Since the end of the insurgency against U.S.-led forces, security has improved. But with peace came an economy in freefall.
When the Taliban seized power again in 2021, international donors withdrew funding, froze Afghan assets abroad, isolated its financial sector and imposed sanctions.
That squeeze, combined with the near-total ban on women working, has crippled the economy. Nearly half of Afghanistan’s 40 million people face acute food insecurity, the U.N.’s World Food Program says. Malnutrition is above emergency thresholds in 25 of 34 provinces.
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Struggling to survive is something Kasnia already knows at age 4. In a brick factory outside Kabul, she scoops out a chunk of mud with her tiny hands, kneading it until it is pliable enough for a brick mold. After countless repetitions, her movements are automatic. She works six days a week from sunrise until sunset, with brief breaks for breakfast and lunch, toiling next to her siblings and her father — one family among many in a sprawling factory where children become laborers at age 3.
“Everyone wishes that their children study and become teachers, doctors, engineers, and benefit the future of the country,” says her father, Wahidullah, 35, who goes by one name, as do his children.
Even with the entire family working, there’s often not enough money for food and they live hand to mouth on credit from shopkeepers. Of his three sons and three daughters, all except the youngest one are brickmakers.
“When I was young, my dream was to have a comfortable life, to have a nice office, to have a nice car, to go to parks, to travel around my country and abroad, to go to Europe,” he recalls. Instead, “I make bricks.” There is no bitterness in his voice, just acceptance of an inevitable fate.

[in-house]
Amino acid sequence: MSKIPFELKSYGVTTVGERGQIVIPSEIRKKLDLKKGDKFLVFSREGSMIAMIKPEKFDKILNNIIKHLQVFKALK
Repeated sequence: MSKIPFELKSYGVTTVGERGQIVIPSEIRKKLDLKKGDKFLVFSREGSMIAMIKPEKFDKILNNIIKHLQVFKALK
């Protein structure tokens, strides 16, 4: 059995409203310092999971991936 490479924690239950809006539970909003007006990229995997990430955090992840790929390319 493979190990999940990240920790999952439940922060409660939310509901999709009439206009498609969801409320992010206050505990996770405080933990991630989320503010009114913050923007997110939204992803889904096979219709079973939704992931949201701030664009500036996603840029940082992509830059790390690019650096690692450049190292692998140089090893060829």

Many Afghans have resorted to selling their belongings — everything from furniture to clothing and shoes — to survive.
When the Taliban banned movies, Nabi Attai had nothing to fall back on. In his 70s, the actor who appeared in a dozen television series and 76 films, including the Golden Globe-winning 2003 movie “Osama,” is now destitute.
His home, tucked in a warren of alleys in a hilly part of Kabul, is now nearly devoid of furniture, which he sold in the bazaar to feed his extended family. Sold, too, is his beloved TV.
After 42 years of acting, Attai has no work. Neither do his two sons, who were also in the movie and music business. Attai is glad the streets are now safe, but he has 13 family members to feed and no way to feed them.
He asked local authorities for any job, even collecting garbage. There was nothing. So he started selling his belongings. “I have no hope right now,” he says. Even begging is now punished by imprisonment under the Taliban.
Over the past year, he has become frail. His cheeks are sunken, his frame thinner. There’s a sadness in his eyes that rarely leaves, even when he recounts his glory days.
“We made good movies before,” he says. “May God have mercy that music and cinema will be allowed again, and the people will rebuild the country hand in hand, and the government will come closer to the people and embrace each other as friends and brothers.”